Part 1 of this mini-series ended with a discussion of God not being the only agent of choice in the world. God has given the power of choice to angels and humans, with man being made, as Scripture says, “a little lower than the angels” (Psalm 8).
Part 1 referred to James 1:13-14, a passage that I want to mention briefly here once more. In the passage we see that some who are tempted are quick to say, “I am tempted of God.” And James disagrees. He says that the temptation comes not from God, but from us. In other words, God does not tempt you because God does not design temptation with a purpose.
Temptation doesn’t come from God, it comes from us, it comes from Satan. But it does NOT come from God. And so, temptation doesn’t have a divine reason or design.
So, when we say that “Everything happens for a reason,” we’re including that “temptation happens for a reason.” Perhaps there is a human reason to every temptation — but there is no divine reason for temptation. God doesn’t tempt any man, He Himself cannot be tempted, and so, there is no divine reason for temptation. If we say that temptation has a divine reason, then we’re going against the words of James 1:13-14 and we’re wrong, not James. God’s Word doesn’t err, we do.
The word “everything” is starting to look as if it’s going too far in its affirmation. The reason? Because “everything” is stating too much and including falsehood.
In today’s post, we are going to approach two examples of suffering and tragedy that are without divine reason: that is, there is no divine reason to these things that happen; they were not caused by God’s own hand. They did not happen because of God’s righteous judgment upon wicked sinners, and the victims in question were not worse than anyone else living in their day. They didn’t deserve the tragedies that happened to them, and they were innocent victims of random suffering.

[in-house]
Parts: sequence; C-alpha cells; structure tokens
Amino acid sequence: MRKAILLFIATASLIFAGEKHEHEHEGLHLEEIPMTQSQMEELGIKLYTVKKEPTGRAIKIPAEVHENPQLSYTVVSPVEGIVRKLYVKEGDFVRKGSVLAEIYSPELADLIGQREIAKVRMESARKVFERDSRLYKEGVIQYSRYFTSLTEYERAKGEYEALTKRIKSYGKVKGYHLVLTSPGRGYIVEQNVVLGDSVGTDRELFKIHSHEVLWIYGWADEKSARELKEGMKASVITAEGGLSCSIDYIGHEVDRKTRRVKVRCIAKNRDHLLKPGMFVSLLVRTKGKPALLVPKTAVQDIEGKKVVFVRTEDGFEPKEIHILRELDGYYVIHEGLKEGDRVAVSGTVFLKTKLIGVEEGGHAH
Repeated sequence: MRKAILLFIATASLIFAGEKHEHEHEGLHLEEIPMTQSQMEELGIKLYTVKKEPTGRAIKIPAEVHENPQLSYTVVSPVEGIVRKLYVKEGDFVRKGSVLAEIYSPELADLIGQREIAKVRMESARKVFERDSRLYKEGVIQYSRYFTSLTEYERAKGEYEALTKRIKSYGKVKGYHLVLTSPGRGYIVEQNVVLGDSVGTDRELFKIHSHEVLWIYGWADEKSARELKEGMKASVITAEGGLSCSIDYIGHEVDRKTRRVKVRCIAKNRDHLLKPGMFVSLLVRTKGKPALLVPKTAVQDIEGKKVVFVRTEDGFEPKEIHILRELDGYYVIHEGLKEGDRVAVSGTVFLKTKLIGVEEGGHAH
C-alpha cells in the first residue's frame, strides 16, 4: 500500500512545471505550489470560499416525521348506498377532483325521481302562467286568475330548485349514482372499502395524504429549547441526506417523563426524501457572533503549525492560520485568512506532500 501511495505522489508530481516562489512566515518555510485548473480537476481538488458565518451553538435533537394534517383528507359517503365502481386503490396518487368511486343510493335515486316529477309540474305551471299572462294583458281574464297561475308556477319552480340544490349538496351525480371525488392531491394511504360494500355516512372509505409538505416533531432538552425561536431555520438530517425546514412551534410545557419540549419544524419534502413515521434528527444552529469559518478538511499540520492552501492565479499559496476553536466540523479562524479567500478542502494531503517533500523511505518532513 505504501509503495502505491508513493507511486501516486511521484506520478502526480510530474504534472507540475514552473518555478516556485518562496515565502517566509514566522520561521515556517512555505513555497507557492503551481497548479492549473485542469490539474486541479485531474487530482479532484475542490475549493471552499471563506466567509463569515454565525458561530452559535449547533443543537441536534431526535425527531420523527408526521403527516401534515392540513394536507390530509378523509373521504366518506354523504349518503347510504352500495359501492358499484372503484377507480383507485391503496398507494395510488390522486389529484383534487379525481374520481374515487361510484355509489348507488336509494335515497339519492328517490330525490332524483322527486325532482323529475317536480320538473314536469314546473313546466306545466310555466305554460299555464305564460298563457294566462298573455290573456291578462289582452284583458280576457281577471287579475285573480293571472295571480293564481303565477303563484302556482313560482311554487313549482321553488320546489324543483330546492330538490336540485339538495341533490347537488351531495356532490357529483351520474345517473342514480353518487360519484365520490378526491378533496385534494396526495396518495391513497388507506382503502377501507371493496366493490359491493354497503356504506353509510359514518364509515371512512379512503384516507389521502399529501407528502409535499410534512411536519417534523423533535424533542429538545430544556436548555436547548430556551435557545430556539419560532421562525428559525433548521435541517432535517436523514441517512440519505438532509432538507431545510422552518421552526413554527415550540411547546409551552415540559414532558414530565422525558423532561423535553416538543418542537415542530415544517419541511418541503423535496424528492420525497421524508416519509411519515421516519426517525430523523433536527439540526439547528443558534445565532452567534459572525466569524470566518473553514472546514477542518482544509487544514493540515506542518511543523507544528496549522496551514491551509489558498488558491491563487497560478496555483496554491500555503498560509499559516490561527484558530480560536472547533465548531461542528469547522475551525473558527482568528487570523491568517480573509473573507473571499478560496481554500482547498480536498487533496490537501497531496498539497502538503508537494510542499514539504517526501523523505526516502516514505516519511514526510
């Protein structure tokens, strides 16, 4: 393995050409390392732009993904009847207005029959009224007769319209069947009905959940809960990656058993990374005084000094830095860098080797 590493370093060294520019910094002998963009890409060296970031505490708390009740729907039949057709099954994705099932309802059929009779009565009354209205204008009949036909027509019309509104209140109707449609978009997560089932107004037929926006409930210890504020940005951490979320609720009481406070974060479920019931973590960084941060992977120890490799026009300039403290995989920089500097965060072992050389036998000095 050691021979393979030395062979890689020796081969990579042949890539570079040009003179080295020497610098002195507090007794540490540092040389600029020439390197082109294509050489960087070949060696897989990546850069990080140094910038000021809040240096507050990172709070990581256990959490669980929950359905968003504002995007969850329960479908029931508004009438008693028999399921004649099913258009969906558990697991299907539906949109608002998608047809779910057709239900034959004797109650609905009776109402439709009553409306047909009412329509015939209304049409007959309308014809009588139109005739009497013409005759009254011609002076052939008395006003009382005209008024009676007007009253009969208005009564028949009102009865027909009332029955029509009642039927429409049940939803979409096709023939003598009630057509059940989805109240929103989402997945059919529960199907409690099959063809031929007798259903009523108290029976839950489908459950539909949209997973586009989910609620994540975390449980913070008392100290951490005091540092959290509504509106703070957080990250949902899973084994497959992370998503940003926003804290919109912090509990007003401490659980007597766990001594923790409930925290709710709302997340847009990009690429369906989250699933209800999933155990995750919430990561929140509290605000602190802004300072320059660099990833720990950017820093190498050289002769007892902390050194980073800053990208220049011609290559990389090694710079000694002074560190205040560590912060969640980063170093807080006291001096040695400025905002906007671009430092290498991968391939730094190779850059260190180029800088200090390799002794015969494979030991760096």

You will find Calvinists holding to John Calvin’s theology who will say, “There’s no such thing in the Bible.” You may be a Calvinist skeptical of the words that follow. But before you rule me out, give Scripture a chance to speak for itself.
Luke 13:1-5, NKJV
There were present at that season some who told Him about the Galileans whose blood Pilate had mingled with their sacrifices. 2 And Jesus answered and said to them, “Do you suppose that these Galileans were worse sinners than all other Galileans, because they suffered such things? 3 I tell you, no; but unless you repent you will all likewise perish. 4 Or those eighteen on whom the tower in Siloam fell and killed them, do you think that they were worse sinners than all other men who dwelt in Jerusalem? 5 I tell you, no; but unless you repent you will all likewise perish.”
There are two examples here that demonstrate that not everything happens for a divine reason. First is the example of the Galileans “whose blood Pilate had mingled with their sacrifices.” How did these Galileans’ blood end up in the sacrifices? Jesus doesn’t give a reason. He was told this “by some,” the text says. We don’t know who told Jesus.